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SanderBerkouwer
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Entra Application Best Practices

Post by SanderBerkouwer »

Hi all,

We're using Veeam Backup for Microsoft 365 (VB365).
Following the Midnight Blizzard advice from Microsoft, we're trying to apply best practices for the VB365 enterprise application and app registration in our Entra ID tenant.
However, we're running into a couple of issues:

Public Client Flows
The VB365 application registration in Entra ID uses public client flows. This is as designed, but may be improved.
  • The credentials that are input during configuration are collected as plain text information.They may be stored as plain text in the config or exposed in logs. I no longer consider DPAPI as an appropriate means to securely store this type of information.
  • The default redirect url is http://localhost. It is optional to provide a redirect url in combination with public client flows. The redirect url is is a web address that the user's browser is sent to after they have authenticated with an identity provider. The redirect URI typically contains an authorization code or an access token that the client application can use to obtain the user's identity and access their resources. The redirect URI must be registered with the identity provider and must match exactly the one that the client application sends in the authentication request. Currently, this method is not used.
Authentication libraries
Veeam regularly updates the Veeam Backup for Microsoft 365 solution, but still it uses an outdated and potentially vulnerable version of the Microsoft Authentication Libraries (MSAL).

Certificate
The VB365 app registration uses a certificate to identify itself. This is a recommended practice from Microsoft. However, The certificate used in the VB365 app registration has a validity period of 10 years. I get that Veeam has chosen the route of least administrative burden and has traded in on certificate lifecycle management and thus security. This is as designed, but the lifetime of certificates on the web should be restricted to 13 months.

Risky permissions and roles
A backup solution will have high-risky API permissions. However, several combinations of permissions and roles are assigned to the VB365 enterprise application and app registration, that have been abused in the Midnight Blizzard attack and have been abused in Business Email Compromise (BEC) attacks:
  • The Cloud Application Administrator role assigned to the Enterprise Application
  • The EWS.AccessAsUser.All and EWS.full_access_as_app permissions assigned to the App Registration
These permissions are tied to the way that VB365 gets provisioned withint the Entra tenant, but could be further optimized to reduce the risk of VB365 getting abused in supply chain attacks.
Mike Resseler
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Re: Entra Application Best Practices

Post by Mike Resseler » 1 person likes this post

Hey Sander,

Some of these items are being looked into, indeed after the Midnight Blizzard. However, some of those can not be changed. If we don't have those risky permissions and roles, we simply cannot do backups or restores. So those are obviously things we will need to continue to keep.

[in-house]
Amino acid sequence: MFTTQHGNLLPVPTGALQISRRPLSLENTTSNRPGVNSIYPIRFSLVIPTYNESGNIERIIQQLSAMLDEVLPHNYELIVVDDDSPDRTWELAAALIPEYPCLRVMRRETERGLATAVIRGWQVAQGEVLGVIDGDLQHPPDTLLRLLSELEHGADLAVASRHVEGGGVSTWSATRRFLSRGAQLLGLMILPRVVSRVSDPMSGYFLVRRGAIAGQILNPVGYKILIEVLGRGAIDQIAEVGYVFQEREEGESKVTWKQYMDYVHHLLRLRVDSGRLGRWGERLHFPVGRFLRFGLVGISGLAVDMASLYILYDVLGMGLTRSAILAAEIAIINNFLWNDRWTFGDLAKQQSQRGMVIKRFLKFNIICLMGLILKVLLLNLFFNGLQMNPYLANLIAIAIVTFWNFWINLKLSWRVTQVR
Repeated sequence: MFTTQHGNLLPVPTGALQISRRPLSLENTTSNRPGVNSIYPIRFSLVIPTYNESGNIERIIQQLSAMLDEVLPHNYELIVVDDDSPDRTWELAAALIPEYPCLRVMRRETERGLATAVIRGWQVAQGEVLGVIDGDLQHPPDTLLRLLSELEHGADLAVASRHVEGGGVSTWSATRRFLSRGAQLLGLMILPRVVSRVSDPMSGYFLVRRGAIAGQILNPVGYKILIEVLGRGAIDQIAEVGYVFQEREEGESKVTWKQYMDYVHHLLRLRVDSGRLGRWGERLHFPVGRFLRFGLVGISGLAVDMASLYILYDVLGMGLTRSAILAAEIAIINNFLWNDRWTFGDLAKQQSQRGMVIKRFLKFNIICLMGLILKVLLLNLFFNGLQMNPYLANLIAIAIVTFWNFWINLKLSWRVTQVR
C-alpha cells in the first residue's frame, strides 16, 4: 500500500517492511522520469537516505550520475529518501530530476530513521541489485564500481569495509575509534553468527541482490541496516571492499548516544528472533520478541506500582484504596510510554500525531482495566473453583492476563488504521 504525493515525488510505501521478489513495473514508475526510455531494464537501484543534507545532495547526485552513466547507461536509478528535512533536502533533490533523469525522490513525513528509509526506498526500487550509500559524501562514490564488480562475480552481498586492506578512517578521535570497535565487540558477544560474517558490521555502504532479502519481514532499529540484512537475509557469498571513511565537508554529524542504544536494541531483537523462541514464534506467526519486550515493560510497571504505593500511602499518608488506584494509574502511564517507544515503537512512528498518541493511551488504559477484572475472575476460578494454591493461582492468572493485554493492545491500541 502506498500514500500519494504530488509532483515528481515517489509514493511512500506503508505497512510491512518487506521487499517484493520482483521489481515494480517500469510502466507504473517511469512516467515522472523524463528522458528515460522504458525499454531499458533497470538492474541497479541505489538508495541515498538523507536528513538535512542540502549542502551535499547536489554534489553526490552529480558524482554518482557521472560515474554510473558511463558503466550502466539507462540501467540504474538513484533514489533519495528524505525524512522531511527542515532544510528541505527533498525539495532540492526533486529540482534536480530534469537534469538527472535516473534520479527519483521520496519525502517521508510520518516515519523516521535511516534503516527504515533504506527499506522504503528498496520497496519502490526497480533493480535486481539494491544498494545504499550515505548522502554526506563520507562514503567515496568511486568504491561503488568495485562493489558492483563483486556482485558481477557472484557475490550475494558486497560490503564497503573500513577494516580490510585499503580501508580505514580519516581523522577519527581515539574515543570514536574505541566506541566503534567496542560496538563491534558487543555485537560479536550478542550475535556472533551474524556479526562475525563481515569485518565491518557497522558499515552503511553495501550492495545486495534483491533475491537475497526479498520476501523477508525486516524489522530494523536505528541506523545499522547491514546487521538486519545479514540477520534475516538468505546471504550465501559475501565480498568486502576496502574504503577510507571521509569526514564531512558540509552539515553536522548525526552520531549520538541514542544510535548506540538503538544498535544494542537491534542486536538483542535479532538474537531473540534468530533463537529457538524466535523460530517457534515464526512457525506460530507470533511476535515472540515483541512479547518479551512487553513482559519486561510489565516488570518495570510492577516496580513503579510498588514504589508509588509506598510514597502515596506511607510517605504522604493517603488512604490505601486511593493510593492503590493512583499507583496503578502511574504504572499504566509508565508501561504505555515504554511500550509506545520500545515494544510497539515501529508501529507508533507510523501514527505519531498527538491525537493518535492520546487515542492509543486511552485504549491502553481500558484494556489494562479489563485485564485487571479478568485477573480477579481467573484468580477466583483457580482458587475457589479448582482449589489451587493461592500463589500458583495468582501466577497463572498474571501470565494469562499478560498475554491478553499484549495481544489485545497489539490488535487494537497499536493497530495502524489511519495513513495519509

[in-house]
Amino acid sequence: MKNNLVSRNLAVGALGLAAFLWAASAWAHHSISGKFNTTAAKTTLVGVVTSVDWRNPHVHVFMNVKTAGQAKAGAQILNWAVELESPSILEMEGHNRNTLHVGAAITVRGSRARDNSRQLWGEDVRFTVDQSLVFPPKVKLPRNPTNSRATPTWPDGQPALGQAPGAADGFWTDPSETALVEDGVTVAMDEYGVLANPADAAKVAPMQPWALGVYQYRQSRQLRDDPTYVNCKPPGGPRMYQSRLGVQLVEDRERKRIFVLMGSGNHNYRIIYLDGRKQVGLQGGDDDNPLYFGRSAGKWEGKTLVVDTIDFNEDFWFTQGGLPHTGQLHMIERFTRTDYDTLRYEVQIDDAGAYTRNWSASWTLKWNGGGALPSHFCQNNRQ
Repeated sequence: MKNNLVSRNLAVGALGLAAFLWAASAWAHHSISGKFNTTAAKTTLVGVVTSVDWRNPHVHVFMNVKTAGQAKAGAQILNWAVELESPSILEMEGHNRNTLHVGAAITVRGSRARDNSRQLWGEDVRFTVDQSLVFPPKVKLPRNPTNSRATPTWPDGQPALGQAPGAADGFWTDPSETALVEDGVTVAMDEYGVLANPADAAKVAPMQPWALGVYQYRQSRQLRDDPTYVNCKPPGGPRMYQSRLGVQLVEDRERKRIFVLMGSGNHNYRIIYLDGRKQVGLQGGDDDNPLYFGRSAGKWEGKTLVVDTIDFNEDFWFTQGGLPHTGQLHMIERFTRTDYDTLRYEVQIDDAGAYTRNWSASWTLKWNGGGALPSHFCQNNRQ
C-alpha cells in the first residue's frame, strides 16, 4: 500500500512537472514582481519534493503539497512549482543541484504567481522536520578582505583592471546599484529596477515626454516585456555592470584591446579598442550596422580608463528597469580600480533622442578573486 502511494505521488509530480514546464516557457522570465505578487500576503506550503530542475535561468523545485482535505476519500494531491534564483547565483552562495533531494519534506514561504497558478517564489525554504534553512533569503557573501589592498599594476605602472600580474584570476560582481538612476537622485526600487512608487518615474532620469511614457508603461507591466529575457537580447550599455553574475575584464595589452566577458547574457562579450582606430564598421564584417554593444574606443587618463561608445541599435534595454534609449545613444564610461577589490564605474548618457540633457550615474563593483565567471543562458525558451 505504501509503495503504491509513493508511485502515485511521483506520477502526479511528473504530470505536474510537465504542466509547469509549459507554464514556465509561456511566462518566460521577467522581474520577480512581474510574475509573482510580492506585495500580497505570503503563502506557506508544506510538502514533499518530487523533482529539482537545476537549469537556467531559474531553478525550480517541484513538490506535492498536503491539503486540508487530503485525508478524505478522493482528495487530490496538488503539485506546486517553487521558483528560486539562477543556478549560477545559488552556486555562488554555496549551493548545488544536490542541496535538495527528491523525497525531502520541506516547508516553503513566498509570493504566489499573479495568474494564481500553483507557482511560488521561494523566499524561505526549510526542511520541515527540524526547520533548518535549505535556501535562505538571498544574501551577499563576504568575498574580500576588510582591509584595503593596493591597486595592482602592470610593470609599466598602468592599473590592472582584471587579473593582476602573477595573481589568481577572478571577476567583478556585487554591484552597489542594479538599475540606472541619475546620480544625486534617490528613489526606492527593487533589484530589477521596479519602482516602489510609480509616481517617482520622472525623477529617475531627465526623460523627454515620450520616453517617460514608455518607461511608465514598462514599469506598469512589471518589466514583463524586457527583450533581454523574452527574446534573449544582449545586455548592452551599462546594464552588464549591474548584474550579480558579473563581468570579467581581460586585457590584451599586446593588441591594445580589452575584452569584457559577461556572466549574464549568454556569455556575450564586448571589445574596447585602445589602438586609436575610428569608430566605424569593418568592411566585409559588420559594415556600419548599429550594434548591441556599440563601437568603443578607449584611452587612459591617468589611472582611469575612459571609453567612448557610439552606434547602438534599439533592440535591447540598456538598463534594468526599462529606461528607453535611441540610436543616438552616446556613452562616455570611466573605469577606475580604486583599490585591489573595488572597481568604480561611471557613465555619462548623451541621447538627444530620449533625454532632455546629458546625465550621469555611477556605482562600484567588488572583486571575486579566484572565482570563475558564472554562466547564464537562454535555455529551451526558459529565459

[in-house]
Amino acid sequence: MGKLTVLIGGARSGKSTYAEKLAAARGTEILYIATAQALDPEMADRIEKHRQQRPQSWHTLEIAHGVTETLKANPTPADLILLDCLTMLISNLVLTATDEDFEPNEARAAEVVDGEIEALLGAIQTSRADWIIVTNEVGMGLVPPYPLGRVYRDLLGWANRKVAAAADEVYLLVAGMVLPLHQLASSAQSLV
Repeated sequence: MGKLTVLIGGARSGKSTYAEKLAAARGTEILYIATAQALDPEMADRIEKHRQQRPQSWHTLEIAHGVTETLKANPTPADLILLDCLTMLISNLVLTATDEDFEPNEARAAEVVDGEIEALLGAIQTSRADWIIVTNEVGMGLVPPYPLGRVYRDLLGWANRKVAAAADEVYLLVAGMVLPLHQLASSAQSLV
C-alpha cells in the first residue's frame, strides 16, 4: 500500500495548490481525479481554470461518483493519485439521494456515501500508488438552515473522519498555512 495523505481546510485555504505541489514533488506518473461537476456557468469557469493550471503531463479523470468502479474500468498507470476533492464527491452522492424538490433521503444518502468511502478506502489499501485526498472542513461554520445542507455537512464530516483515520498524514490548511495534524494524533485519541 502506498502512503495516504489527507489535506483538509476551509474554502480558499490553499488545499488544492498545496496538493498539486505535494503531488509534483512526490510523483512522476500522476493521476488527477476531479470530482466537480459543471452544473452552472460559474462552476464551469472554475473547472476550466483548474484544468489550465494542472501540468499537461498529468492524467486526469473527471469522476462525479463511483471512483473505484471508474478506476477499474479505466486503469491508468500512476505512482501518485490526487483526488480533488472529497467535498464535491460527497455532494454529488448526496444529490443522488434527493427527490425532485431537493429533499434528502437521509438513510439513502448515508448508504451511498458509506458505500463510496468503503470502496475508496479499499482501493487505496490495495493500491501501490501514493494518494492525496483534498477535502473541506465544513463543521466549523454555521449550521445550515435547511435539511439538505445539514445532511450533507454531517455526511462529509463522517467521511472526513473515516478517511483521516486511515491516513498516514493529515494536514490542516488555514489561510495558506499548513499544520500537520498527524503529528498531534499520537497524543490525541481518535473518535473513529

I'm not sure I understand your concern around MSAL? I do believe we use the correct one?

We certainly do not store credentials as plain text in the config but we do indeed use the DPAPI. Why do you not consider this secure enough anymore?
SanderBerkouwer
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Re: Entra Application Best Practices

Post by SanderBerkouwer »

Hi Mike,

Thank you for your answers.
It's good to know that some of these items are already looked into.

Risky role: Cloud Application Administrator
The Cloud Application Administrator role is specifically mentioned in the current Midnight Blizzard information (here and here). As far as I'm aware, the Cloud Application Administrator role that is assigned to the VB365 enterprise application is not needed for backups or restores. Instead, this role seems to be used to (setup and) maintain the enterprise application, (check and re-) assign permissions and, potentially, update the certificate. If these management actions could instead be provided by an admin manually or through script, this privileged role assignment may be omitted. Additionally, a workload identity premium license could then also be omitted as the enterprise application would impose a lot less risk in terms of roles and permissions.

DPAPI
The Microsoft Data Protection Application Programming Interface (DPAPI) is a Windows API tool to enable storing sensitive data in a way that it is encrypted but still decryptable. I applaud its use by Veeam. However, the problem with DPAPI is its decryption functionality is available to anyone with interactive access to the Windows Server installation running VB365 (and sufficient time to exploit the monthly slew of vulnerabilities that allow privilege escalation to SYSTEM). Tijl de Neut explains it here. From a supply chain attack perspective, I'm afraid this could make the Windows Server running VB365 the ideal candidate for compromise towards lateral movement from on-premises to the Entra environment.
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